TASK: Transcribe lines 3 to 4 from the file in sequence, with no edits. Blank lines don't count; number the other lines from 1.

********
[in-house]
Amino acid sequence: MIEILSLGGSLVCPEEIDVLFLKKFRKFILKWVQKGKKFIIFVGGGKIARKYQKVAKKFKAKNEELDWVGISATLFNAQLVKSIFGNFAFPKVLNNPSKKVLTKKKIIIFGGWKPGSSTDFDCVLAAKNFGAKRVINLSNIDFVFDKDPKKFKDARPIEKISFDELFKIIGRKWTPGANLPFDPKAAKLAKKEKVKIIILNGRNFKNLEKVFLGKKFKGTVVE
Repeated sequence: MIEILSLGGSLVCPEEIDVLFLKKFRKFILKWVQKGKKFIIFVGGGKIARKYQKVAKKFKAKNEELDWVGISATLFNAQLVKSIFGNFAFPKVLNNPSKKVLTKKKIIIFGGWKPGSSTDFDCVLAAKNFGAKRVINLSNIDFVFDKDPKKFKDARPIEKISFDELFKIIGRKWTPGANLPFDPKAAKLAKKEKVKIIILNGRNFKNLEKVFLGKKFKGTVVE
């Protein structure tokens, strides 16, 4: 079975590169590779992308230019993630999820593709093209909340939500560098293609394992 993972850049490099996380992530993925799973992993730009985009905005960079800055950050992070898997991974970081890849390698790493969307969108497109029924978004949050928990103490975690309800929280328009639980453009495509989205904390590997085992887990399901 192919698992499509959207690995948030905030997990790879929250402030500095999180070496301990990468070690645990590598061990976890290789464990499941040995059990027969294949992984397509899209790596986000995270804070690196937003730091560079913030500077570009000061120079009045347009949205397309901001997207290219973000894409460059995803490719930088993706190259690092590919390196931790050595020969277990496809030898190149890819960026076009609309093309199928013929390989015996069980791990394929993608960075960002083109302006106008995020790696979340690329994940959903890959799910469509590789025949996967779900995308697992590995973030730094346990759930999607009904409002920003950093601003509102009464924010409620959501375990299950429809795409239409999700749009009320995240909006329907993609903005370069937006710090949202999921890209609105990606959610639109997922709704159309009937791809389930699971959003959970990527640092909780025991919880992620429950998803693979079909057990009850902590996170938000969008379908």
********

Repeated sequence: MIEILSLGGSLVCPEEIDVLFLKKFRKFILKWVQKGKKFIIFVGGGKIARKYQKVAKKFKAKNEELDWVGISATLFNAQLVKSIFGNFAFPKVLNNPSKKVLTKKKIIIFGGWKPGSSTDFDCVLAAKNFGAKRVINLSNIDFVFDKDPKKFKDARPIEKISFDELFKIIGRKWTPGANLPFDPKAAKLAKKEKVKIIILNGRNFKNLEKVFLGKKFKGTVVE
């Protein structure tokens, strides 16, 4: 079975590169590779992308230019993630999820593709093209909340939500560098293609394992 993972850049490099996380992530993925799973992993730009985009905005960079800055950050992070898997991974970081890849390698790493969307969108497109029924978004949050928990103490975690309800929280328009639980453009495509989205904390590997085992887990399901 192919698992499509959207690995948030905030997990790879929250402030500095999180070496301990990468070690645990590598061990976890290789464990499941040995059990027969294949992984397509899209790596986000995270804070690196937003730091560079913030500077570009000061120079009045347009949205397309901001997207290219973000894409460059995803490719930088993706190259690092590919390196931790050595020969277990496809030898190149890819960026076009609309093309199928013929390989015996069980791990394929993608960075960002083109302006106008995020790696979340690329994940959903890959799910469509590789025949996967779900995308697992590995973030730094346990759930999607009904409002920003950093601003509102009464924010409620959501375990299950429809795409239409999700749009009320995240909006329907993609903005370069937006710090949202999921890209609105990606959610639109997922709704159309009937791809389930699971959003959970990527640092909780025991919880992620429950998803693979079909057990009850902590996170938000969008379908």